1. With fossil species it is obviously impossible to apply the biological species concept to extinct organisms.
      2. Fossil species must thus be differentiated solely by a phylogenetic species concept approach.
    4. Bacterial and viral species are often distinguished using a phylogenetic species concept.
  6. Ecological species concept
    1. Based on ecological competition:
      1. "A species is a number of related populations the members of which compete more with their own kind than with members of other species." (p. 152, Colinvaux, 1986)
      2. The more similar two organisms are, the more likely their needs will overlap, the more likely they will compete, and therefore the more likely that they are of the same species.
    2. Caveat: intraspecific life history divergence:
      1. Even the ecological species concept has problems since it requires that members of individual species not have divergent life histories (which, in practice, is not always the case).
      2. It also runs into the same problem as the phylogenetic species concept: At what point does one stop the process of splitting divergent forms into new species?
    3. It is not necessarily trivial to determine the degree to which two or more individuals are compete ecologically.
  7. Splitting [splitter]
    1. Reading too much into subtle differences:
      1. Splitting is the process of seeing a bunch of populations and declaring that there are more species there than would generally be agreed upon (as in to split things apart).
      2. A spitter is an individual who tends to split.
    2. Only slightly tongue in cheek, a spitter is an individual who might spend hours pondering whether a glass is half empty or half full with water.
  8. Lumping [lumper]
    1. Reading too little into subtle differences:
      1. Lumping is he process of seeing a bunch of populations and declaring that there are fewer species there than would generally be agreed upon (as in to lump things together).
      2. A lumper is an individual who tends to lump.
    2. Only slightly toungue in cheek, a lumper is an individual who observes a glass which is either half empty or half full with water, and declares that it is a glass of water.
  9. Subspecies
    1. Morphologically but not reproductively distinct:
      1. A subspecies is a morphologically distinct population which is not reproductively isolated from other, also morphologically distinct populations.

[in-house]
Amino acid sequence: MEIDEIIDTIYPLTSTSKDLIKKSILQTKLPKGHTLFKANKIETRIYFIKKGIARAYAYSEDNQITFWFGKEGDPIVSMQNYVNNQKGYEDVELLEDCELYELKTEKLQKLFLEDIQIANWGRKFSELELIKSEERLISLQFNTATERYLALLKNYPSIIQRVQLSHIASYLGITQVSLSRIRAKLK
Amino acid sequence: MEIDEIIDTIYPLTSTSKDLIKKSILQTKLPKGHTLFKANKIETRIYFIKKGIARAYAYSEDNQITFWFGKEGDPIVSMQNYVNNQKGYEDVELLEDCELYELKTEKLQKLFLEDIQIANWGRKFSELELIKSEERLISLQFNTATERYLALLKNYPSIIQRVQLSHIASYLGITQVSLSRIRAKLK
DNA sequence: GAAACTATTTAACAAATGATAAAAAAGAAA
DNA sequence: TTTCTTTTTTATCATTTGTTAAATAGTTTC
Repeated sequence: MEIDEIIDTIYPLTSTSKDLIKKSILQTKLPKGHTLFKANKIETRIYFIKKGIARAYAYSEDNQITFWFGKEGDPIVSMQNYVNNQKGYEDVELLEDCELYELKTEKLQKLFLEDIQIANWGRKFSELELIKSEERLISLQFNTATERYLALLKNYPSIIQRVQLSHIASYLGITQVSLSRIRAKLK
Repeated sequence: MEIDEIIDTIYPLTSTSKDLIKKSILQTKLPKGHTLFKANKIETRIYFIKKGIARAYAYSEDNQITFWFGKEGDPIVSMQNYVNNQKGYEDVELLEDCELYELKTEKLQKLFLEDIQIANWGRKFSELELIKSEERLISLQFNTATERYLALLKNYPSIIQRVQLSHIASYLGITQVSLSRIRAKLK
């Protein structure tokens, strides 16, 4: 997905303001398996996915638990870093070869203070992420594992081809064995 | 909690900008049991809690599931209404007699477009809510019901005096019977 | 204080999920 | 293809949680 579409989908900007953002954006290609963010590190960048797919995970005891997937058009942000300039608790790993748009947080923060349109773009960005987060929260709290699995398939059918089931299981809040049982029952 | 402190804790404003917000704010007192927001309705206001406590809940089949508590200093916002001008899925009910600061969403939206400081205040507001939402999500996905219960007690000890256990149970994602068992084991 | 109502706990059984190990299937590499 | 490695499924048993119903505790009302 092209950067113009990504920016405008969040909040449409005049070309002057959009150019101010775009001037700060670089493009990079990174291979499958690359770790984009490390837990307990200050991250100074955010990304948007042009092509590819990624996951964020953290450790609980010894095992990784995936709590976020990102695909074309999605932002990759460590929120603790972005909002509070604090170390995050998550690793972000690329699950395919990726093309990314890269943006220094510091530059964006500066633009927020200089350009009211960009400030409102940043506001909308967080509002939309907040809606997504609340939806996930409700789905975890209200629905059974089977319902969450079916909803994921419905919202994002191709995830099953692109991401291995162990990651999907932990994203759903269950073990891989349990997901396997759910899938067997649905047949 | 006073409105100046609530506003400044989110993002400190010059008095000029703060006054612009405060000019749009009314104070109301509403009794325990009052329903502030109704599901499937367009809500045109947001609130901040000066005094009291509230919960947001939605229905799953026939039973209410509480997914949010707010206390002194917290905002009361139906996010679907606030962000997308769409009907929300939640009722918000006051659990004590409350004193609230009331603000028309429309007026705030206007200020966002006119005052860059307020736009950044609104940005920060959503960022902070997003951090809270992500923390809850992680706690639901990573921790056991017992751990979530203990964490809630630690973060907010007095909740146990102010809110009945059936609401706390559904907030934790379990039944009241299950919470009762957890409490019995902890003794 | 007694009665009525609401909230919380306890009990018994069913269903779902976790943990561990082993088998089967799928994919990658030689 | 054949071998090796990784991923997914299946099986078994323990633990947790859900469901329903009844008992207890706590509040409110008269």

2. What a splitter might call a separate species, the lumper would suggest is just a distinct population within a larger species population, i.e., one with which true reproductive isolation is far from established and with which profound characteristics remain shared.
    2. Requirement for minimal range overlap:
      1. For two populations to be considered different subspecies of the same species, minimally they cannot have extensively overlapping ranges.
      2. Otherwise you would suspect that a strong mechanism of reproductive isolation must exist and therefore that they are actually two separate species.
    3. Differences at more than just a few loci:
      1. What appears to be two distinct populations could in fact extensively interbreed but nevertheless maintain two distinct morphotypes.
      2. In this case the morphotype must be controlled by one or, at most, a few tightly linked loci.
    4. More than just developmental stage differences:
      1. Alternatively, juvenile and adult forms or even males and females could differ sufficiently to fool you into thinking that they are unrelated.
      2. In this case the morphotypes would be considered neither separate species nor separate subspecies.
  10. Hybridization [hybrid]
    1. Some interbreeding allowed:
      1. Another thing that is certain about species is that if interbreeding between two populations becomes too extensive, both genetic differences and any pretension to retaining separate species-hood will be lost.
      2. Thus, while two species might display some interbreeding and still not completely violate all the various species concepts, that interbreeding mustn't get too out of hand.
      3. Nevertheless, the mere fact that two distinct species may nonetheless interbreed without severely damaging their speciesship provides an example example, again, of just how shaky are the various species concept.
    2. Consequence of overlapping ranges:
      1. The product of the interbreeding of two distinct populations is called a hybrid and the process hybridization.
      2. For two separate species to share extensively overlapping ranges there must be some sort of mechanism by which hybridization is avoided.
    3. Evolutionary biologists suspect that such mechanisms will evolve and/or at least be strengthened whenever range overlap occurs.
  11. Mechanisms of isolation [reproductive isolating mechanisms]
    1. Barriers to hybridization:
    2. Various mechanisms have been documented and/or hypothesized whereby one population can prevent hybridization with a second population.
    3. The existence of all such barriers is predicated upon hybrid progeny displaying a lower fitness than non-hybrid progeny of either parental type.
    4. An organism which has the potential to devote time and energy to the production of an inferior hybrid thus will itself be under strong selective pressure to not make that kind of mistake.
    5. Various reproductive isolating mechanisms serve as barriers to hybridization.
    6. Isolating mechanisms are divided into those which act prior to the fertilization and those which act afterward.